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A Novel to Take to Your Bed By : PERFECT TOGETHER By Nora Johnson ; (William Abrahams/Dutton: $19.95; 336 pp.)

August 25, 1991|Joyce Walter | Walter is the author of "The Hallie Lawrence Story," a novel

After a bad experience years ago (I read Erica Jong's "Fear of Flying"), I vowed never again to read fiction by living, female writers whose heroines take to their beds, eat food from cardboard containers, resume a smoking or drinking habit, all because a man done them wrong. It's not that I suffer from "Thelma and Louise" envy--a craving for let's-kill-all-the-men stories--nor is it because Anna Karenina said it all and wore better clothes.

It's just that we don't need fiction to make the acquaintance of kvetches . "Perfect Together," by Nora Johnson, is a take-to-my-bed book. But this vow-breaker proved a recommendable experience because Nora Johnson is a good writer.

Johnson, author of nine books, has created her heroine, Fran Letterman Morse, from the inside out. She is not a caricature as was Erica Jong's grossly unambiguous Isadora Wing. Fran is aware of her shortcomings, but muses over them with bitter irony instead of repulsive self-pity. Therefore, when Fran's man does her wrong, we can empathize with her rage, feel it, find the humor in it, and become concerned for her.

Fran and husband Charlie have been having a wonderful life, one of those that find husband and wife sharing the fast track, equally productive, equally respectful of one another. They even have good sex. Charlie is a physicist, Fran a feisty lawyer. By age 35, Fran is caving in to the agenda that something unthinkable will come her way if she does not reproduce. For the next five years she tries to conceive, but "as the rusty spots appeared with maddening regularity, I began to blame myself for what I saw was failure." By 40, conception not only is proving allusive, it also is probably not a real possibility.

Fran and Charlie go so far as to purchase a house in a good school district, move to this fine-place-to-rear-a-child, and commute to their city jobs. After six months of living out of boxes, they decide to hire a housekeeper, and Ellie Ferguson enters their lives. Fran tells us: "Here sat Charlie and I in our city darks, our expensive car, our grim faces and sour devious minds, our heads full of ozone and old women with cancer. We couldn't help smiling at her. Who wouldn't?"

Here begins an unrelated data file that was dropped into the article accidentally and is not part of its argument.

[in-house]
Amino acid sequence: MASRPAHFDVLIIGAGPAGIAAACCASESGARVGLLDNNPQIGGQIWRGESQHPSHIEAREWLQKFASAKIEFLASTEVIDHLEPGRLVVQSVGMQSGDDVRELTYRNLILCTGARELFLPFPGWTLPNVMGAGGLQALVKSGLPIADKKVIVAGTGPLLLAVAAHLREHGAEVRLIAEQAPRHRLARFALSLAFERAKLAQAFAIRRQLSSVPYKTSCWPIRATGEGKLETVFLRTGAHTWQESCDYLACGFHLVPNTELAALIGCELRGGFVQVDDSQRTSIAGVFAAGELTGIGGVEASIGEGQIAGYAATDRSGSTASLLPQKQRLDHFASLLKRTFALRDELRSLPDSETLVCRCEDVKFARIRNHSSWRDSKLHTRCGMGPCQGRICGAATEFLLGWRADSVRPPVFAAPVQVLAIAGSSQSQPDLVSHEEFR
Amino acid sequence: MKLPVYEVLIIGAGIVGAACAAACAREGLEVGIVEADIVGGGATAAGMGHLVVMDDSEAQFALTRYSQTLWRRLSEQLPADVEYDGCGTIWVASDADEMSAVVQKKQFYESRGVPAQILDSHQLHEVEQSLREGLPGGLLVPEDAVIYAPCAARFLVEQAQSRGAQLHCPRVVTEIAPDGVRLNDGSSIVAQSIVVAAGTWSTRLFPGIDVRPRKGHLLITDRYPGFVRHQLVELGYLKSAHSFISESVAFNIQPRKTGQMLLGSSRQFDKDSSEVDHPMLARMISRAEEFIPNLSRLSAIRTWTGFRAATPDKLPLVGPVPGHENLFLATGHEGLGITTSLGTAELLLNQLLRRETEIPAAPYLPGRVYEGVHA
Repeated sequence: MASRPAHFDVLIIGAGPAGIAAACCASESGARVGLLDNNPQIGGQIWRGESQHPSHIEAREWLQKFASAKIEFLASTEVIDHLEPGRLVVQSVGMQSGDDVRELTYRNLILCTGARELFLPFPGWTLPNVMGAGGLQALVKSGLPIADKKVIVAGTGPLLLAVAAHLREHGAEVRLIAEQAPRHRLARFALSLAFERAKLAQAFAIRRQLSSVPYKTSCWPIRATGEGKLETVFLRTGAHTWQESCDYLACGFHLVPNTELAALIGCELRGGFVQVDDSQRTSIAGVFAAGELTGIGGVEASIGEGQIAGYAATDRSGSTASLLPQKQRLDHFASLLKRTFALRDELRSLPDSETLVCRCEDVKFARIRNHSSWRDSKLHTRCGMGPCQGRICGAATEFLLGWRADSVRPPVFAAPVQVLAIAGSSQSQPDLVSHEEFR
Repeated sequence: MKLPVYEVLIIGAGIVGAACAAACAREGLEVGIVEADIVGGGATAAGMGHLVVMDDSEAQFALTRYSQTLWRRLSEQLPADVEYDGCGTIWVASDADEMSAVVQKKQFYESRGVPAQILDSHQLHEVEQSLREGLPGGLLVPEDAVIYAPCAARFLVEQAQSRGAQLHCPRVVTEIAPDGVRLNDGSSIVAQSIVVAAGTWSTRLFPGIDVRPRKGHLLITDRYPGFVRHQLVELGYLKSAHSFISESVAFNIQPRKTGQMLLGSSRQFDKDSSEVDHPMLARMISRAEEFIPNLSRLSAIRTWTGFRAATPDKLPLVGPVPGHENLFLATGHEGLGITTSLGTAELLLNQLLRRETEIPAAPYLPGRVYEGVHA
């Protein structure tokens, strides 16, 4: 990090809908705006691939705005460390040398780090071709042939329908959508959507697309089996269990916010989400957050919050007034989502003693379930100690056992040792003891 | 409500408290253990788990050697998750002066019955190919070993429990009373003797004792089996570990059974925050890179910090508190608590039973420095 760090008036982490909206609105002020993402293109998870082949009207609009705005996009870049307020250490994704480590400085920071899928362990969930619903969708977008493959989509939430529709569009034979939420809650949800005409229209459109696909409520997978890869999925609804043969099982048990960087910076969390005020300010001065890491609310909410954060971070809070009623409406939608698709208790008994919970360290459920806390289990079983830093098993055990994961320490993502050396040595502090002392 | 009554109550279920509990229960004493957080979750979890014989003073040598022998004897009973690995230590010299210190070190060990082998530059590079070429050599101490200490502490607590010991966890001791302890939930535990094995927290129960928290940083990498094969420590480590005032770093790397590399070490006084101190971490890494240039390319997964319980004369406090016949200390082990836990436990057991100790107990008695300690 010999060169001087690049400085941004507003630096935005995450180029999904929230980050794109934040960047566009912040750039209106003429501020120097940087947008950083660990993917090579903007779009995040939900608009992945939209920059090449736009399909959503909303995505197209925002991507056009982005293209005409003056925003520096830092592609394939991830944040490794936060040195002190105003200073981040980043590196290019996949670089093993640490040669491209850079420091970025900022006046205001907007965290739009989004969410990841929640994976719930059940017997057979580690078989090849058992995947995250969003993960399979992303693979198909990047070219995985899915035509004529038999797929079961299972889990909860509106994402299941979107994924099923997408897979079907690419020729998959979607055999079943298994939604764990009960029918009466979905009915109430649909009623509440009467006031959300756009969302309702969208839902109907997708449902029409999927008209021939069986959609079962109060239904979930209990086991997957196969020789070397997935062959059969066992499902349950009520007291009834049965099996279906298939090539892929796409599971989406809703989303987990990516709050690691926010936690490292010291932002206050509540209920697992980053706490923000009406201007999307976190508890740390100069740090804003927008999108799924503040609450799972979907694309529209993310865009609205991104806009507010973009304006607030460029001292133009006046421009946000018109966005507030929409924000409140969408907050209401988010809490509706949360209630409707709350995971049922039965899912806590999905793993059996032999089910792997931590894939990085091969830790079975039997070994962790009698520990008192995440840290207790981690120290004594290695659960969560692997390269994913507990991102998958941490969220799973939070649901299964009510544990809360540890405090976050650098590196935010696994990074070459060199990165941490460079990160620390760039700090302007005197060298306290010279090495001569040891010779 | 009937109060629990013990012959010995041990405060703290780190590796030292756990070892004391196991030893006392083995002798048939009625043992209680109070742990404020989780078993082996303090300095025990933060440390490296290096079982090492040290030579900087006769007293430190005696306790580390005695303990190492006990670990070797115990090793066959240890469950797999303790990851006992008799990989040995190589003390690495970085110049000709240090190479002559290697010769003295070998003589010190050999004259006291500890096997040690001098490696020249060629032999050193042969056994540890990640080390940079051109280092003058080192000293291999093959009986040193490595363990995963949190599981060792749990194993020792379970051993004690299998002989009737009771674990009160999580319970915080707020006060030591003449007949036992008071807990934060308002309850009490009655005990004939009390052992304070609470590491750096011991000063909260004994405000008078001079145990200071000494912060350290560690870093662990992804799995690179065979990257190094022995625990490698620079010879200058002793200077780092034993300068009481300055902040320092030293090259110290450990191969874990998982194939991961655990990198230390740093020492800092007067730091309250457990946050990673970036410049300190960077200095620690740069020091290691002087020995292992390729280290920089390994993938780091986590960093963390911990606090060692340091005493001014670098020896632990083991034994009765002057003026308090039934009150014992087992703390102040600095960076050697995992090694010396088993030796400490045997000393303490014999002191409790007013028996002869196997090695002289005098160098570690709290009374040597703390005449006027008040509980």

Good question. Ellie Ferguson is a veritable spring-day, working-class milkmaid of a young woman with two small daughters of her own, a much regretted abortion and a husband who has abandoned her. Ellie arrives with a take-to-your-bed situation of her own, which she struggles with, in working-class fashion, by working .

Fran struggles with the possibility of quitting her job, lest it is the stress that is sabotaging parenthood and not her own ambivalence. Fran's background is quasi-European, with a sophisticated education and an expatriate mother who lives in Venice.

Ellie suffers from chronic innocence and Fran feels compelled to champion this girl, trying to believe that she thinks of Ellie not as a servant but as another woman who happens to work as a housekeeper, another woman who mentions "her easy fertility almost apologetically." This cockeyed irony is not lost on either of them.

It isn't surprising that Ellie is soon pregnant. Fran, the legal eagle, feels she must have the facts concerning this conception. Unfortunately, they are not facts for which she is prepared. Charlie is the father. Charlie wants Ellie to have the baby; Charlie wants to rear the baby as his and Fran's. He feels what's done is done, if Fran will just be reasonable. Charlie is using male logic, which while solution-oriented is applied with the empathy of a sledgehammer. It is actually beyond him why Fran is upset; he has promised the affair is over, he just wants his baby.

This is classic take-to-your-bed material if there ever was any. I have not given away the plot. All this is established, economically, very early on because Johnson's novel concerns the story of three people--wife, husband, maid--living in this problematic triangle.

As Fran, Charlie and Ellie contemplate solutions, our narrator's biting tone reflects the flailing efforts of people trying to be what they are not, people who never wanted to change in the first place.

When the baby arrives, Fran's maternal instincts consist of little other than an awareness of baby Monty, who is "like a TV set that wouldn't turn off"; but Fran always suspected this shortcoming in herself. Charlie, on the other hand, whose male vanity was reflected in his desire for fatherhood, finds he also is estranged from paternal feelings. He is the modern male who seems to fall easily into househusband role, only to find that babies are not as eager to accept logical solutions as fathers are willing to give them. This can cause a damaging blow to the male ego. In this case, the damage is severe, and as the final parenting arrangements are struggled with, it is tragedy that makes the final determination.

"Perfect Together" offers a heroine that takes-to-her-bed with tremendous self-irony and a legitimate motive. This is not happening because the guy didn't call. This is not an essay in maudlin despair, caused by the over-empowerment of a male. Despite its strong humorous tone, it is not a piece of comic fluff. Fran is a heroine who can't be suffocated, not because of what she becomes but because of what she already is.

This is refreshing, but no accident. Nora Johnson is a good writer.

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